If we’re Christian writers, redemption can free us from the demons of guilt and shame. If this freedom allows us to shed legalistic inhibitions, fear of risking heresy, and whatever hang-ups are blocking the messages the spirit is ready to give us, I suspect we can create more powerful art than writers who haven’t found the ticket to freedom.
If we love our work, we will treat it with profound respect.
Flannery O’Connor was one of the great originals. She could be honest, profound and outrageous all at once. So I value her opinion more than most people’s.
In Mystery and Manners, a book of her essays, she proposes, “If writing is your vocation, then, as a writer, you will seek the will of God first through the laws and limitations of what you are creating; your first concern will be the necessities that present themselves in the work.”
O’Connor explains, “If the writer’s attention is on producing a work of art, he is going to take great pains to control every excess, everything that does not contribute to this central meaning and design. He cannot indulge in sentimentality, in propagandizing, or in pornography and create a work of art, for all these things are excesses. They call attention to themselves and distract from the work as a whole.”
O’Connor contented that writers ought to push their talents to the outermost limit of the kind of talent they have.
Modern writers, she argues, “…are not content to stay within our limitations and make something that is simply a good in and by itself…. Yet what is good in itself glorifies God because it reflects God.”
We need to love our work for its own sake, to take it to the outer limits of our current talent and ability, but not beyond.
And we need to disallow the temptation to use it as a vehicle for preaching or propagandizing except insofar as the stories themselves call us to.
“The artist has his hands full and does his duty if he attends to his art,” O’Connor maintains. “He can safely leave evangelizing to the evangelists.”
She would have us Christians realize that Christian stories are not necessarily about Christians and their concerns but are simply fiction “…in which the truth as Christians know it has been used as a light to see the world by.”
From Writing and the Spirit:
I told my daughter Darcy I’d been convicted to take more seriously the injunction to love our enemies.
“But suppose,” I said, “a neighbor comes roaring home daily at 3 a.m. in his ’55 Chevy with dual glass-pack mufflers. And suppose when I ask him to quit roaring he only says, ‘You think I should walk?’ Then he laughs and slams his door on me.
“Now, my question is, what does it mean to love him? If I act like his friend, he might take that attitude as approval of his behavior.”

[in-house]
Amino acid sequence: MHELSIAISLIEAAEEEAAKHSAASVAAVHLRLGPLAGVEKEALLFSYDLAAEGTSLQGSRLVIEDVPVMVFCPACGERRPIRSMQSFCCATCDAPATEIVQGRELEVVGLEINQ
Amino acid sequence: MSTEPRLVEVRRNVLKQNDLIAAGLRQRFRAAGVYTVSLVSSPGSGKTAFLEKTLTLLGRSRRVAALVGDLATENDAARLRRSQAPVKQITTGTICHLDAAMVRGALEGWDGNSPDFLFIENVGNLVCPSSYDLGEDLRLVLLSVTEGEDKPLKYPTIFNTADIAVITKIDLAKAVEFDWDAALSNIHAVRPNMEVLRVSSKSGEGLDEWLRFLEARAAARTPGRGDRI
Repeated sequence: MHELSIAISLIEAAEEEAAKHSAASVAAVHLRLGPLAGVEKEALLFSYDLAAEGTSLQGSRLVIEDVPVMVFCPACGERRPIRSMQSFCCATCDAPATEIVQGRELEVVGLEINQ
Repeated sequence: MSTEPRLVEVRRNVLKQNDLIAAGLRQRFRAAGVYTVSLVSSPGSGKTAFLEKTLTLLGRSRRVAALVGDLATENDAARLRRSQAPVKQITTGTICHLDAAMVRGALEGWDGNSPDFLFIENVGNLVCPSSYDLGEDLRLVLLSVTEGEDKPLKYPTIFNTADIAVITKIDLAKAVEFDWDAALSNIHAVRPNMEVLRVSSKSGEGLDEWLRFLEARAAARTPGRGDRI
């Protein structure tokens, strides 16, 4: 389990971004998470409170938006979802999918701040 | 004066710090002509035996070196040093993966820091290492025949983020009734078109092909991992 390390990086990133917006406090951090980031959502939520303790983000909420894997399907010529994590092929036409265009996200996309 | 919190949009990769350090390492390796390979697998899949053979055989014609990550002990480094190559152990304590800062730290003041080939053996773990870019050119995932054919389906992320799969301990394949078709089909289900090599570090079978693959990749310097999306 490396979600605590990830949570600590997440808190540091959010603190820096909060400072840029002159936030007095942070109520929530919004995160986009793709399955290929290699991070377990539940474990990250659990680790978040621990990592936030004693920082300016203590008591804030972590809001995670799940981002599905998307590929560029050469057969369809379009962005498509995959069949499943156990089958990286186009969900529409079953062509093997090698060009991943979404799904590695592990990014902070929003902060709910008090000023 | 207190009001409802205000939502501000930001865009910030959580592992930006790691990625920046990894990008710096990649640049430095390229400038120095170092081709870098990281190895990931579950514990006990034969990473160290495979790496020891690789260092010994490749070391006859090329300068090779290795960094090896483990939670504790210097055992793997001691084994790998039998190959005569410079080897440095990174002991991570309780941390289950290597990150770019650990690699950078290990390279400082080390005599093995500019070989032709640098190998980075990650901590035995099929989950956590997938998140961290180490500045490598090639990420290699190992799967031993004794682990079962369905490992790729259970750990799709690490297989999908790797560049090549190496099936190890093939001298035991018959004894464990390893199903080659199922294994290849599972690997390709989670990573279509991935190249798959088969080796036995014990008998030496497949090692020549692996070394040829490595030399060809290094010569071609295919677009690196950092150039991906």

Darcy said she believes loving your enemy means doing your best to understand him by considering the things that might’ve caused him to act like a jerk. An ethicist or theologian might call that interpretation of love simplistic. Still, it’s useful. Most often, if we can understand what fears and insecurities might lead somebody to offend us, we’ll let go of a grudge and be healthier for it, and not act rashly against the person.
We can apply this sort of love to our characters. Read any Dickens novel and you’ll notice that, with few exceptions, the author appears to have a deep sympathy for all his characters. He relishes their uniqueness and does his best to present their quirks and motives in ways that make them come alive and that remind us to beware of passing judgment.
From Writing and the Spirit:
In church, Olga said she believed that when people prayed for her, the prayers were effective because the people who prayed loved her. A light flashed in my dim brain and I saw that prayers given in love will always be the ones most acceptable to God.
Because God is love, God exists in a dimension of love, and for us to communicate in that dimension, we have to enter that dimension and speak in that dimension’s language.
Similarly, the more able we are to approach our writing with an attitude of love, the closer we will be to the dimension where the spirit that moves us resides, and the better we’ll be able to translate its message.
In the book of Matthew, Christ says to “Love your enemies, bless them that curse you, do good to them that hate you, and pray for them that spitefully use you and persecute you.” He explains that if we only love our friends and do good to those who treat us well, we are no better than the worst of humanity. So the more and better we love, the closer we’ll get to being like God, to becoming perfect.
If we need to become perfect before we can make perfect art, then the key to perfecting our art is to grow in our capacity to love, and to exercise that capacity.
In light of the above and Saint John’s injunction that “perfect love casts out fear,” let’s suppose the Beatles were right in singing “Love is All You Need.” Then let’s exhort ourselves to love even the antagonists of our lives and our stories. And let’s allow the power of that love to help us create fearlessly, without worrying about the judgment of readers, editors, reviewers, or the folks who sit next to us in church.
With our hearts and minds lightened by love and the absence of fear, the spirit can easily move us.